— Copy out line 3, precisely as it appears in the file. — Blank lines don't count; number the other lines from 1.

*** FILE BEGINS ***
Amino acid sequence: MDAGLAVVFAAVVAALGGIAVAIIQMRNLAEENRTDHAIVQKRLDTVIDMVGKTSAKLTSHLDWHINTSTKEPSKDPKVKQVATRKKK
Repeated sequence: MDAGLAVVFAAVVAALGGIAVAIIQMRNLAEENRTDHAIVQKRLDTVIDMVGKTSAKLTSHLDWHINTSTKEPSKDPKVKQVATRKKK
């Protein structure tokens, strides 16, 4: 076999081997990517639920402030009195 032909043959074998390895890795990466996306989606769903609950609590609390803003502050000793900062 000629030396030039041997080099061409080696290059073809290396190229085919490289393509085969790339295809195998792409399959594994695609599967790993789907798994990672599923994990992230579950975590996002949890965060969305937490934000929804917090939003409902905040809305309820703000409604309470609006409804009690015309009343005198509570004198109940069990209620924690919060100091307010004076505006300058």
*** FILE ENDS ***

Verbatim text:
């Protein structure tokens, strides 16, 4: 076999081997990517639920402030009195 032909043959074998390895890795990466996306989606769903609950609590609390803003502050000793900062 000629030396030039041997080099061409080696290059073809290396190229085919490289393509085969790339295809195998792409399959594994695609599967790993789907798994990672599923994990992230579950975590996002949890965060969305937490934000929804917090939003409902905040809305309820703000409604309470609006409804009690015309009343005198509570004198109940069990209620924690919060100091307010004076505006300058």